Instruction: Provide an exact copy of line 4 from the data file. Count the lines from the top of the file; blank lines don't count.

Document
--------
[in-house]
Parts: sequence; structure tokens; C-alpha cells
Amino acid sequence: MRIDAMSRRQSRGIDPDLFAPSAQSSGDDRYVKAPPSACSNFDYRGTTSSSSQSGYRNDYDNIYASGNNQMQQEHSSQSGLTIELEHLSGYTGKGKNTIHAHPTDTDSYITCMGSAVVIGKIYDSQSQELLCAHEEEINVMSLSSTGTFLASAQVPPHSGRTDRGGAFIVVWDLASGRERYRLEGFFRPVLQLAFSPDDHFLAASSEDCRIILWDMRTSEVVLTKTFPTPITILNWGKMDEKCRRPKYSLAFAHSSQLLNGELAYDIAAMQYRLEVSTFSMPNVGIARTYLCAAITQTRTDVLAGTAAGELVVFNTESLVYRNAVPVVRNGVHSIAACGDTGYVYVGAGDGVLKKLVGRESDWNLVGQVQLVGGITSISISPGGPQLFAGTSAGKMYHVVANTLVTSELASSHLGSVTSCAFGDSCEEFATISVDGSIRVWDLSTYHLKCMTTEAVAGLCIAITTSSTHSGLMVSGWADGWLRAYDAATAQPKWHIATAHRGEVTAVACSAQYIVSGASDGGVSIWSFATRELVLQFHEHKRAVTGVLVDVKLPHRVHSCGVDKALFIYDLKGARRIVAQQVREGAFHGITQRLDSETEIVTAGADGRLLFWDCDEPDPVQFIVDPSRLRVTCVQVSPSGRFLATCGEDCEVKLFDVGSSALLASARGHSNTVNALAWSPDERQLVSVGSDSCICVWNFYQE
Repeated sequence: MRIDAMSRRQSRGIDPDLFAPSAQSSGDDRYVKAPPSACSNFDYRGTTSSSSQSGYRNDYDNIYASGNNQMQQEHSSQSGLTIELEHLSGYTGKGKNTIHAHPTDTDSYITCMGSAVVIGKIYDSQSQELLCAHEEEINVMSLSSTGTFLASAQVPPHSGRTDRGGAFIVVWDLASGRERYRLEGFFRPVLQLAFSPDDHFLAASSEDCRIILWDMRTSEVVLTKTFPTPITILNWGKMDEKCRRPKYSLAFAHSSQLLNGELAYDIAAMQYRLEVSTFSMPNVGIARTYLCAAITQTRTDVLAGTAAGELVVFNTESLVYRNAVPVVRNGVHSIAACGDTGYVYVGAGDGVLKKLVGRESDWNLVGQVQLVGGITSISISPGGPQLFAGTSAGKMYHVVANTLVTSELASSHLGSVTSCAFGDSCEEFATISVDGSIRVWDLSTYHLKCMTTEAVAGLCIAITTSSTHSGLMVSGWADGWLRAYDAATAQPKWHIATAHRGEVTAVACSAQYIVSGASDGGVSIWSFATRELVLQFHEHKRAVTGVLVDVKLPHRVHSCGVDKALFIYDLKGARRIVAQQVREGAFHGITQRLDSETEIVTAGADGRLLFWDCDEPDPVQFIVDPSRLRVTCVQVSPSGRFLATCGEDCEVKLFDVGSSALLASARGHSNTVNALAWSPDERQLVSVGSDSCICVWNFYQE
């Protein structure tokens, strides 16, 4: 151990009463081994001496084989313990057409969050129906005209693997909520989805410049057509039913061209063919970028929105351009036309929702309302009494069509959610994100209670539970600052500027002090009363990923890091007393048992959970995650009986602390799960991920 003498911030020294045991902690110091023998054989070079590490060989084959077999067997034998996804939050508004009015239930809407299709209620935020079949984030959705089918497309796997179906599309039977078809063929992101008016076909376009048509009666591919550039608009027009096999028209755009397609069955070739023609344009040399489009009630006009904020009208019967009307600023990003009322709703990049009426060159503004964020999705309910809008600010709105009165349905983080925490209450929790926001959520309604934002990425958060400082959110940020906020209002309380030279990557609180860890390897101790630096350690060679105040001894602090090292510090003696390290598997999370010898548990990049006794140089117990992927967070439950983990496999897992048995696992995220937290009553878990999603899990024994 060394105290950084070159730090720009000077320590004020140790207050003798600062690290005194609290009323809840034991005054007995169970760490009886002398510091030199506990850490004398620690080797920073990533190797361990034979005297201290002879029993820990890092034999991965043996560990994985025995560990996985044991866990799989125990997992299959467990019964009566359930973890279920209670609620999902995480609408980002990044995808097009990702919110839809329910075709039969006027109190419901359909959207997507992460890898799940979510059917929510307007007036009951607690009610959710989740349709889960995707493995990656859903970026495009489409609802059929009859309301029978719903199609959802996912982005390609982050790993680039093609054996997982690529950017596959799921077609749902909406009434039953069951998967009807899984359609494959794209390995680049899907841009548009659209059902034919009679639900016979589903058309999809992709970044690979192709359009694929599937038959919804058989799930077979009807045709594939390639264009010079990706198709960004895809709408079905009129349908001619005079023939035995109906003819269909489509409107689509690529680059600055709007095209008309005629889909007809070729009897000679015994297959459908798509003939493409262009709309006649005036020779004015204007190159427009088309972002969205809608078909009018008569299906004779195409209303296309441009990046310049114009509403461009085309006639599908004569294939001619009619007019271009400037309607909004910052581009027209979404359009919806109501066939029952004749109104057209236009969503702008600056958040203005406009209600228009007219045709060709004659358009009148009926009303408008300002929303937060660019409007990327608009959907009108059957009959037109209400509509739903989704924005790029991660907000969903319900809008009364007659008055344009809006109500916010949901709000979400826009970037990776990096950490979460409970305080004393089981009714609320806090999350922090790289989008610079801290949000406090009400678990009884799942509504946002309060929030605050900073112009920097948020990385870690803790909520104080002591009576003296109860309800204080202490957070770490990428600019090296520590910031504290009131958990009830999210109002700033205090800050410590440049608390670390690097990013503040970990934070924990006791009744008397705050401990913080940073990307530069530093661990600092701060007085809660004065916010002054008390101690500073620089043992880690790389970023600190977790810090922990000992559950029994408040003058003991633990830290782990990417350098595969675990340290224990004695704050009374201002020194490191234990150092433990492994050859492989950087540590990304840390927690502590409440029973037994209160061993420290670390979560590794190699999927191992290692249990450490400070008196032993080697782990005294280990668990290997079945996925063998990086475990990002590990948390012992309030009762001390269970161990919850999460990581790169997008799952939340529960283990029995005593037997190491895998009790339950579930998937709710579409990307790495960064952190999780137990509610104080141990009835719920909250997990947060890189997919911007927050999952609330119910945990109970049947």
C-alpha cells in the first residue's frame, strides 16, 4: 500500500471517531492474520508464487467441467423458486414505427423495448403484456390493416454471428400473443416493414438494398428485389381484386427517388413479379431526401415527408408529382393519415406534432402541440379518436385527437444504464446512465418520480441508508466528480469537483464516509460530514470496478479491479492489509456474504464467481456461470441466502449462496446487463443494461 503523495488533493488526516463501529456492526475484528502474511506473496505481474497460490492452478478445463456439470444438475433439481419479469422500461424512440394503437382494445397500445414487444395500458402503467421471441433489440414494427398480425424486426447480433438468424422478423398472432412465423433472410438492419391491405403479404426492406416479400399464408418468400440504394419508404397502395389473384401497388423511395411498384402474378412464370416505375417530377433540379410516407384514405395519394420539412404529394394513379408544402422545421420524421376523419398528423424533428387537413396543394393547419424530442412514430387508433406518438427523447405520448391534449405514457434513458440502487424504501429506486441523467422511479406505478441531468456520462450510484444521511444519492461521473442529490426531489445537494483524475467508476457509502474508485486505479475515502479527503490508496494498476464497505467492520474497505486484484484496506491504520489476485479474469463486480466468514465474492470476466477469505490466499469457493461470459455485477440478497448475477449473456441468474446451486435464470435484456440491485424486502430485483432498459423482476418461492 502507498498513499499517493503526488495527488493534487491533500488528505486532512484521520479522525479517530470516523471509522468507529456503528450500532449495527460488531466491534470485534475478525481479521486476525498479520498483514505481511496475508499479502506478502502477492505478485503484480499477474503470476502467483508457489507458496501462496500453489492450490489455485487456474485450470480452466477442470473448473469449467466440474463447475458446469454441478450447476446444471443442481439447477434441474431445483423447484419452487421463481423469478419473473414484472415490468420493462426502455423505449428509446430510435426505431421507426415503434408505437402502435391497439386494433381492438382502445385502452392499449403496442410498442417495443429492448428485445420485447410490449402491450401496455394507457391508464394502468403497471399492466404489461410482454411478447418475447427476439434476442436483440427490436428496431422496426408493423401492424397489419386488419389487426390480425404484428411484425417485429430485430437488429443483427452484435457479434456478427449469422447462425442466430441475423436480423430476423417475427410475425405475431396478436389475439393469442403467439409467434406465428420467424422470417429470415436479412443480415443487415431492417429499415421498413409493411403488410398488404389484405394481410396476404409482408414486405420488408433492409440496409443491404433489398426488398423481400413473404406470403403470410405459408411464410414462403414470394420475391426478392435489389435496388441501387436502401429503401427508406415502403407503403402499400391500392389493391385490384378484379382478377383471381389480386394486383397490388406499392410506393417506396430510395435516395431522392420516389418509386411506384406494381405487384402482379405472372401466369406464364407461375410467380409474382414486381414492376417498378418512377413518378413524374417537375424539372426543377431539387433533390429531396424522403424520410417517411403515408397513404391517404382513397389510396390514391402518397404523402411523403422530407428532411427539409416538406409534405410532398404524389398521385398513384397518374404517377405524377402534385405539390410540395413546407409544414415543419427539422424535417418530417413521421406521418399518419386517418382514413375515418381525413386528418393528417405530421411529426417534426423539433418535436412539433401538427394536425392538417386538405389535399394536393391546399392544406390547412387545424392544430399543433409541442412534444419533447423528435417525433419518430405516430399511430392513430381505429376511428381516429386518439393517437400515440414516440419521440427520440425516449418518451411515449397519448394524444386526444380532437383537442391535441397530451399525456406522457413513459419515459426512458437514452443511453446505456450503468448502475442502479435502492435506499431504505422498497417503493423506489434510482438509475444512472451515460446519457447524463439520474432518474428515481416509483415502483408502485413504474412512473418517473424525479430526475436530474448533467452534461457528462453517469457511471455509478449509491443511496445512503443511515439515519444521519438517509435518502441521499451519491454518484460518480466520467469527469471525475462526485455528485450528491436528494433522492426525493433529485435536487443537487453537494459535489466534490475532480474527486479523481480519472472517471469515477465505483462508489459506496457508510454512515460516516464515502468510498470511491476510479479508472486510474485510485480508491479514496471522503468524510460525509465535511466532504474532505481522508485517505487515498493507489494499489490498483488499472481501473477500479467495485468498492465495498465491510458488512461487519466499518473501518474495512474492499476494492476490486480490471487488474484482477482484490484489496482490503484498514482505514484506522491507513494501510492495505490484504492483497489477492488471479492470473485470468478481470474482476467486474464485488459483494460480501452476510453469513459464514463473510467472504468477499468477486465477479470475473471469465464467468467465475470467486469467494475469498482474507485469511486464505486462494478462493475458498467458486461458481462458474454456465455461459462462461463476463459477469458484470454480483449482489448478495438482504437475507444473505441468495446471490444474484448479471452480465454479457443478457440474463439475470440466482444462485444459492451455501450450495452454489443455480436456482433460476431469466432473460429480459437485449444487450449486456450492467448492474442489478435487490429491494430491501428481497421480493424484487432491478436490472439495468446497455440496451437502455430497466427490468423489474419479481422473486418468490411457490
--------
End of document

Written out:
Repeated sequence: MRIDAMSRRQSRGIDPDLFAPSAQSSGDDRYVKAPPSACSNFDYRGTTSSSSQSGYRNDYDNIYASGNNQMQQEHSSQSGLTIELEHLSGYTGKGKNTIHAHPTDTDSYITCMGSAVVIGKIYDSQSQELLCAHEEEINVMSLSSTGTFLASAQVPPHSGRTDRGGAFIVVWDLASGRERYRLEGFFRPVLQLAFSPDDHFLAASSEDCRIILWDMRTSEVVLTKTFPTPITILNWGKMDEKCRRPKYSLAFAHSSQLLNGELAYDIAAMQYRLEVSTFSMPNVGIARTYLCAAITQTRTDVLAGTAAGELVVFNTESLVYRNAVPVVRNGVHSIAACGDTGYVYVGAGDGVLKKLVGRESDWNLVGQVQLVGGITSISISPGGPQLFAGTSAGKMYHVVANTLVTSELASSHLGSVTSCAFGDSCEEFATISVDGSIRVWDLSTYHLKCMTTEAVAGLCIAITTSSTHSGLMVSGWADGWLRAYDAATAQPKWHIATAHRGEVTAVACSAQYIVSGASDGGVSIWSFATRELVLQFHEHKRAVTGVLVDVKLPHRVHSCGVDKALFIYDLKGARRIVAQQVREGAFHGITQRLDSETEIVTAGADGRLLFWDCDEPDPVQFIVDPSRLRVTCVQVSPSGRFLATCGEDCEVKLFDVGSSALLASARGHSNTVNALAWSPDERQLVSVGSDSCICVWNFYQE